September 19th, 1986 marks the 30th anniversary that the rather obscure gem Radioactive Dreams was released. This has to be considered a must see for true cult film fans. In what could be best described as a nuclear noir story, two kids named Phillip Hammer and Marlowe Chandler escape from a bunker after being locked in there for 15 years after the atomic war occurred. During that time they had grown up on various items from the 1940’s, including pulp novels and swing music. Upon leaving, they discover a world chock full of unusual characters, gangs, mutants, and cannibals. They meet a girl and end up with the two keys to last nuclear weapon, leading to every gang trying to kill them in order to obtain those keys.
It’s an unusual mix of various genres and subgenres; it has elements of sci-fi, apocalypse, action, a dystopian future, comedy, slapstick, music, and gangs that contains characters and wardrobes from every era from the 1940’s to the 1980’s. The story is told in the style of film noir movies but it contains a cast of characters that easily matches motion pictures like The Warriors, Flash Gordon, and even Star Wars. There is just an insane mix of groups that include a pair of kids in disco outfits, hippies, mutated freaks with pink wigs, punk rockers, greasers, a giant monster dog and so much more. There is music throughout the picture and it is mostly in the style of new wave rock, including an on screen performance by Sue Saad. It was written and directed by well known direct-to-video and cult director Albert Pyun, who also made Dollman, Cyborg, Alien from L.A., and Captain America (1990). It also co-stars Michael Dudikoff, who would go on to star in the American Ninja series.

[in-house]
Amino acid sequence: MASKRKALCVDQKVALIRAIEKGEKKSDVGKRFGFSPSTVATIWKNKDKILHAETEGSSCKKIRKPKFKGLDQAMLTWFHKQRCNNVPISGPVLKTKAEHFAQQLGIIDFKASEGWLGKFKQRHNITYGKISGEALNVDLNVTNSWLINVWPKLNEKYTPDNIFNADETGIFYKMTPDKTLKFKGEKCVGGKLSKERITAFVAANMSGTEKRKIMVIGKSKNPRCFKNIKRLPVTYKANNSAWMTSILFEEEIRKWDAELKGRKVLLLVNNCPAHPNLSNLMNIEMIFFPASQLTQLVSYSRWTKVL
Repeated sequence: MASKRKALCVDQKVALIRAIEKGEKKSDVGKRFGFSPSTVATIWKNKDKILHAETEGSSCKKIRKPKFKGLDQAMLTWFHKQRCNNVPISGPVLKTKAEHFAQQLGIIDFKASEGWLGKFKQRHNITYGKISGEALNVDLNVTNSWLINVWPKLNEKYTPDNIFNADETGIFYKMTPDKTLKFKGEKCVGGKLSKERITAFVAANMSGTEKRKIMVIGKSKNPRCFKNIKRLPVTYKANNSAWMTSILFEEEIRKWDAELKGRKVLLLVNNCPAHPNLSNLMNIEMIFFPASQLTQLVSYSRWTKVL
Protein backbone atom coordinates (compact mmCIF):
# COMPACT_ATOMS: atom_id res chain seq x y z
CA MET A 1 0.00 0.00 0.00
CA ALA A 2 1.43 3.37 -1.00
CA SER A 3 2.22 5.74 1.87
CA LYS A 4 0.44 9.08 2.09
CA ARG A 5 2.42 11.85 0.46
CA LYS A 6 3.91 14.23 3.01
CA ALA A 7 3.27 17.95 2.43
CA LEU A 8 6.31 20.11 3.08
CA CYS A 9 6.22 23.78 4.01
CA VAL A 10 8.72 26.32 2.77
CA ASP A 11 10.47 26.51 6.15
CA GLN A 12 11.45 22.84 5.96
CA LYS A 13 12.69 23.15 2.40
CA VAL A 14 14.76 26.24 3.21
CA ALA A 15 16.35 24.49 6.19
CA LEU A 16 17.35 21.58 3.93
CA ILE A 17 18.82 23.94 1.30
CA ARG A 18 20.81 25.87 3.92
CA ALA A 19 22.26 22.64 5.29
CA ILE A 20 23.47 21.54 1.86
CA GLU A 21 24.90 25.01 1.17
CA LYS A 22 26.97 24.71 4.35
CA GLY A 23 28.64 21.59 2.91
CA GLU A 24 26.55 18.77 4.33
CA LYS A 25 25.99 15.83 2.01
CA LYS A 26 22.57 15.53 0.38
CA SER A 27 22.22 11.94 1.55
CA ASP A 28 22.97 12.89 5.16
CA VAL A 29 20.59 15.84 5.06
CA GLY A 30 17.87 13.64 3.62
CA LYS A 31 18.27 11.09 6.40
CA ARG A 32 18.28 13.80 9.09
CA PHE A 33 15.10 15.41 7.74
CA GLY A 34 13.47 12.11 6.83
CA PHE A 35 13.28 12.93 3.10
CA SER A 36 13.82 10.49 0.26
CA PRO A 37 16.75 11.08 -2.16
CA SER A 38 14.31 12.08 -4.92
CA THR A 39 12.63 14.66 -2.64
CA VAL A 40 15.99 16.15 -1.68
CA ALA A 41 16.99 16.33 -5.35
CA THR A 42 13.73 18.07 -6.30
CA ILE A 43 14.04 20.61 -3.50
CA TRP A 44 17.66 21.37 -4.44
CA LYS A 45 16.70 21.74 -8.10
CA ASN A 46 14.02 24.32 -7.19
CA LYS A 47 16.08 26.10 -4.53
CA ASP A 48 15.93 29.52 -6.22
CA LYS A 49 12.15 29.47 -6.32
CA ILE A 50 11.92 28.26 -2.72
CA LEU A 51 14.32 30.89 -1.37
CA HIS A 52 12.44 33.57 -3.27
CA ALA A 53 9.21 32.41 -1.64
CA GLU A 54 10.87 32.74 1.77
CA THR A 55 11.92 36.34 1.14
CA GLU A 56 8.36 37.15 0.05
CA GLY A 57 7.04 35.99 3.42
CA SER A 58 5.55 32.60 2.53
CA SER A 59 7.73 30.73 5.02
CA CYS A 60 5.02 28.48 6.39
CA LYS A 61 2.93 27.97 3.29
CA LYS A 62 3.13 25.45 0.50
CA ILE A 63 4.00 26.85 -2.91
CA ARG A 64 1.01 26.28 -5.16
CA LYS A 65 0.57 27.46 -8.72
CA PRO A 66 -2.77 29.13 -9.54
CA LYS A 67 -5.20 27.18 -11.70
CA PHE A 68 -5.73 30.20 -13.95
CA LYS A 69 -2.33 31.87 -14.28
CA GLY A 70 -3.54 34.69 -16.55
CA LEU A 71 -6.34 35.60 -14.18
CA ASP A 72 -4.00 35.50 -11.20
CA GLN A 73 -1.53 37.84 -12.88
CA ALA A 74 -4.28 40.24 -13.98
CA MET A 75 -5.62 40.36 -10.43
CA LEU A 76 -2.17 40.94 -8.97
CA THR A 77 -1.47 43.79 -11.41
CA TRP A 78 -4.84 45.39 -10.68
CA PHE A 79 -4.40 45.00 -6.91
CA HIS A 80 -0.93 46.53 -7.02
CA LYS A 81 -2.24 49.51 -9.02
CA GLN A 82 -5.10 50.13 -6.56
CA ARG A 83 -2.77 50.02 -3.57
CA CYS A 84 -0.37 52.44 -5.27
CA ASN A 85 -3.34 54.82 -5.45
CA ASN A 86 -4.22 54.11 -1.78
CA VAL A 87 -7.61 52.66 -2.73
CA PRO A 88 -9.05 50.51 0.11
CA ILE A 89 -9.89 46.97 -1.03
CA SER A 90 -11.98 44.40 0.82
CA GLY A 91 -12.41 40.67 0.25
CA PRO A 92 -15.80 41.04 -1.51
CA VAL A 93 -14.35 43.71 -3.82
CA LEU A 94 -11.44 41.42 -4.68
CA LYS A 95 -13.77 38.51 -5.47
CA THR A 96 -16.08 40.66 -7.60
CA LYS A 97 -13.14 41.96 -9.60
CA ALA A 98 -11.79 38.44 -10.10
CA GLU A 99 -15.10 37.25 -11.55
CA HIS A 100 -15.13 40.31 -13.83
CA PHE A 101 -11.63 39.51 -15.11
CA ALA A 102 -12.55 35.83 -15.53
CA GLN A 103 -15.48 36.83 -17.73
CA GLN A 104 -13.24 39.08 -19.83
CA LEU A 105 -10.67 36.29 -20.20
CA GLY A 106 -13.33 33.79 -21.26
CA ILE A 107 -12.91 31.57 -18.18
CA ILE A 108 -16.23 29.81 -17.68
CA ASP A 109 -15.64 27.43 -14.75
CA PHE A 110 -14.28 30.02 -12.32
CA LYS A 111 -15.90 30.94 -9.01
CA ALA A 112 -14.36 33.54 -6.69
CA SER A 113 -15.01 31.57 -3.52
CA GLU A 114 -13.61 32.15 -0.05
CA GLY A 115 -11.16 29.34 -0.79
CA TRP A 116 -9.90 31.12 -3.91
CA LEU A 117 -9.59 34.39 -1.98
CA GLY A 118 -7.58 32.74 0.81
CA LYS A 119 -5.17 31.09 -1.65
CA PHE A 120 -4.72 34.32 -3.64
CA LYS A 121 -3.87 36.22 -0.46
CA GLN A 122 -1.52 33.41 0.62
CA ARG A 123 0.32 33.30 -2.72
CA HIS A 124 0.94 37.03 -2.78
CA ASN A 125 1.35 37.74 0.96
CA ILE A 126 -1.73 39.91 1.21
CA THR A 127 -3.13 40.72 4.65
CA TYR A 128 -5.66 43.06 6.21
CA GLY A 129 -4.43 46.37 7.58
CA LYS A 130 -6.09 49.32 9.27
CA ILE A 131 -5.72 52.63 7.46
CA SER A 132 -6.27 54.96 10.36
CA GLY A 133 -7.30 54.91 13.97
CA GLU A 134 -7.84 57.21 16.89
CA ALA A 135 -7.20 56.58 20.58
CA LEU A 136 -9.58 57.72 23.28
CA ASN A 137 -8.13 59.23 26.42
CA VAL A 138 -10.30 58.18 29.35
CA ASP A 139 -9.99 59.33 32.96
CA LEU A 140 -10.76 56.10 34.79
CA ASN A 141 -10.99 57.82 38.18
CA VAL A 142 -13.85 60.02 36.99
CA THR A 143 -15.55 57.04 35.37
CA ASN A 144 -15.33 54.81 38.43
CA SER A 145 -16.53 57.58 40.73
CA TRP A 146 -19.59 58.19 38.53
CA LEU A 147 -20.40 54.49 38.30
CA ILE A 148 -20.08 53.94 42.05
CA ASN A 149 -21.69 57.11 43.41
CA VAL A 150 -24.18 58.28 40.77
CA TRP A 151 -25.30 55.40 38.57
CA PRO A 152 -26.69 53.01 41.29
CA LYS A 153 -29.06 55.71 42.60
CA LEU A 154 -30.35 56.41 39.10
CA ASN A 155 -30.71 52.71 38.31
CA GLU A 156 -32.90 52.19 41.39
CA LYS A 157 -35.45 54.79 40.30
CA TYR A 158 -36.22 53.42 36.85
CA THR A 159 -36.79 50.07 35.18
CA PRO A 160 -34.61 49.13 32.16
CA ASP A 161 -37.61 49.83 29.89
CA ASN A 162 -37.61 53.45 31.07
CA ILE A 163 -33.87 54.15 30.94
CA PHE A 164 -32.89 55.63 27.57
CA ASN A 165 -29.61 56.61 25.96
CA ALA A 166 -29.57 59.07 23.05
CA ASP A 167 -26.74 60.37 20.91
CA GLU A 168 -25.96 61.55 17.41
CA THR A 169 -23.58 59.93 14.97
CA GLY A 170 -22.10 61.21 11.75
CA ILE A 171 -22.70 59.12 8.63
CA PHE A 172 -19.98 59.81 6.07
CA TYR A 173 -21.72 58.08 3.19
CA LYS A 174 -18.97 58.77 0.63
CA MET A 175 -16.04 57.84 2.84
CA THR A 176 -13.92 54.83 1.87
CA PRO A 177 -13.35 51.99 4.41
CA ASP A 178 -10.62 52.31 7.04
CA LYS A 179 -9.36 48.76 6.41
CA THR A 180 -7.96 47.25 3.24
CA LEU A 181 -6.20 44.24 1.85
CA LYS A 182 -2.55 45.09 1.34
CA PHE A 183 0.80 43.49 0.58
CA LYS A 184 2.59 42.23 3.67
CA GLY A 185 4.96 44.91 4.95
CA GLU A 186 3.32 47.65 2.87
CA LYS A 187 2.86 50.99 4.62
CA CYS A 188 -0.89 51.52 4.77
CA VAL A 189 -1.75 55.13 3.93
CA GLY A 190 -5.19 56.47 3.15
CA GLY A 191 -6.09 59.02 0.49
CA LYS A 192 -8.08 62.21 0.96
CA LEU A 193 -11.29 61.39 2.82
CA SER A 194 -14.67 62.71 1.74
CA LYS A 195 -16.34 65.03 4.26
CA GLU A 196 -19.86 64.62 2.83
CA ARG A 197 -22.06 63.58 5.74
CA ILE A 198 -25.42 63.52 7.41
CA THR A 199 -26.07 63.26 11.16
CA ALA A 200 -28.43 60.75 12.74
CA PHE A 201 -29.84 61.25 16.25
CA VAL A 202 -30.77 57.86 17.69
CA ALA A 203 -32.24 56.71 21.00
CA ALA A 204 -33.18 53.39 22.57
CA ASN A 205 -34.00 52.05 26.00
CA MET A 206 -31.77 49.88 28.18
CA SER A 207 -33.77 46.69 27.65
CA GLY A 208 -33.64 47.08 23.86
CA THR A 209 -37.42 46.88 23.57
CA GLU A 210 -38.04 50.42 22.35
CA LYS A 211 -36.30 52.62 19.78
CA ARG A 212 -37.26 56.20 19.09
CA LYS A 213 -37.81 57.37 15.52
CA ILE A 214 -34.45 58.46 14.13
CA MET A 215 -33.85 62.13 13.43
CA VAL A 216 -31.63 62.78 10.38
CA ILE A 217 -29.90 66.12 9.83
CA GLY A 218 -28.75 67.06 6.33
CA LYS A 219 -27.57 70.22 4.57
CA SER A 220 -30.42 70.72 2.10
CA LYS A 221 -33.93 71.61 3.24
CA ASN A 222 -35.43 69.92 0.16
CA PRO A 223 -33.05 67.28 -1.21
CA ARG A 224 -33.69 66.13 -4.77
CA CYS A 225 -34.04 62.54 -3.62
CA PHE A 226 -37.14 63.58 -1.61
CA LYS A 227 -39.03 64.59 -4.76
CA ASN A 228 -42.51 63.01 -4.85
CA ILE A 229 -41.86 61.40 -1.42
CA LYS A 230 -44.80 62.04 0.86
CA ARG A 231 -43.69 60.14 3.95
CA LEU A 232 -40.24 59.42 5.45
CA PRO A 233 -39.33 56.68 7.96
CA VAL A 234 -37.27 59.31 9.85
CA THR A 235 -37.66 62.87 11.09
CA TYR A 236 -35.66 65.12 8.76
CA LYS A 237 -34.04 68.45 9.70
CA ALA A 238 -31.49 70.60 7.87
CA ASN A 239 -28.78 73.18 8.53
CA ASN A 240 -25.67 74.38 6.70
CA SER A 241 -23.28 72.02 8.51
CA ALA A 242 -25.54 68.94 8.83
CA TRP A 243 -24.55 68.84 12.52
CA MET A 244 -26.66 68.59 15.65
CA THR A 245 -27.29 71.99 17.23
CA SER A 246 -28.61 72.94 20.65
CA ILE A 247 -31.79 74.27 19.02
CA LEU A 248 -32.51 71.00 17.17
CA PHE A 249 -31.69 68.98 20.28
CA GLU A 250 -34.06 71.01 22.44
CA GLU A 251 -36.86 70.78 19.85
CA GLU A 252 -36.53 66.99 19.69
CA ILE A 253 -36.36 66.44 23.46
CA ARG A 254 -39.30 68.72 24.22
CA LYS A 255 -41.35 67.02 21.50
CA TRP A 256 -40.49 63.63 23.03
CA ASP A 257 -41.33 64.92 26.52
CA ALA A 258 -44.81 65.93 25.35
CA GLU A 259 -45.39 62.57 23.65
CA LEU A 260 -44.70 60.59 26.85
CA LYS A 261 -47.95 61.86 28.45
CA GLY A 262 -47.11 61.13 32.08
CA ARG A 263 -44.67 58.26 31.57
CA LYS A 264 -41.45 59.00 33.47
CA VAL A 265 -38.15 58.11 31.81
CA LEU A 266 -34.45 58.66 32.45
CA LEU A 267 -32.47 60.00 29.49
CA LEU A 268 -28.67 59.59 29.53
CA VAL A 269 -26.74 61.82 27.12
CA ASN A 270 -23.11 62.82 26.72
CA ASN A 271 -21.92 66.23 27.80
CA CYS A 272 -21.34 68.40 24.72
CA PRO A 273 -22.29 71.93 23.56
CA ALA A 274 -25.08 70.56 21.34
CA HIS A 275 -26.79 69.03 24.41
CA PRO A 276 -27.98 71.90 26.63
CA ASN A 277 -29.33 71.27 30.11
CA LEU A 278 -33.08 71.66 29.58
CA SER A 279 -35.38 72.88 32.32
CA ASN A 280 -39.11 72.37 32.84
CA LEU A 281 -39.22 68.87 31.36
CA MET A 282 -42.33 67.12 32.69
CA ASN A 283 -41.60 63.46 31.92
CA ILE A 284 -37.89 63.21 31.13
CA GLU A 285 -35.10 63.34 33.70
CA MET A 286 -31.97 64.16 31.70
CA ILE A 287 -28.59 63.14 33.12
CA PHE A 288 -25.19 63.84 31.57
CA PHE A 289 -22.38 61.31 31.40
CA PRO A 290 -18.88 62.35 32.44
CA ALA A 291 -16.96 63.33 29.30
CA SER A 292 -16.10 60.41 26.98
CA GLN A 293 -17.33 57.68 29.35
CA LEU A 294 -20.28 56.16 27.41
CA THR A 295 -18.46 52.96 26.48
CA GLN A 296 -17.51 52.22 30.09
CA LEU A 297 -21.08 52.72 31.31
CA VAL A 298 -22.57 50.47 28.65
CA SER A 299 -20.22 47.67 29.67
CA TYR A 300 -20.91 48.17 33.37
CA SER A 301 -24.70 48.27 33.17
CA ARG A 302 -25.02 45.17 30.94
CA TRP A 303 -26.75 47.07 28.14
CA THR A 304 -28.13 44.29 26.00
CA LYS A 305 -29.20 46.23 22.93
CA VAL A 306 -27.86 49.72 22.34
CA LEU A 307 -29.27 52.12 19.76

This one has yet to receive a U.S. DVD or Blu-ray release and it was only ever released on DVD in a limited format in Germany. It is somewhat shocking that with all of the new companies such as Arrow Video releasing cult and obscure cinema that this hasn’t received any type of official DVD or Blu-ray release. Luckily it is currently available to view on YouTube. Check out the full movie below.
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This may not necessarily appeal to all fans of cult cinema, but it definitely needs to be watched at least one time.
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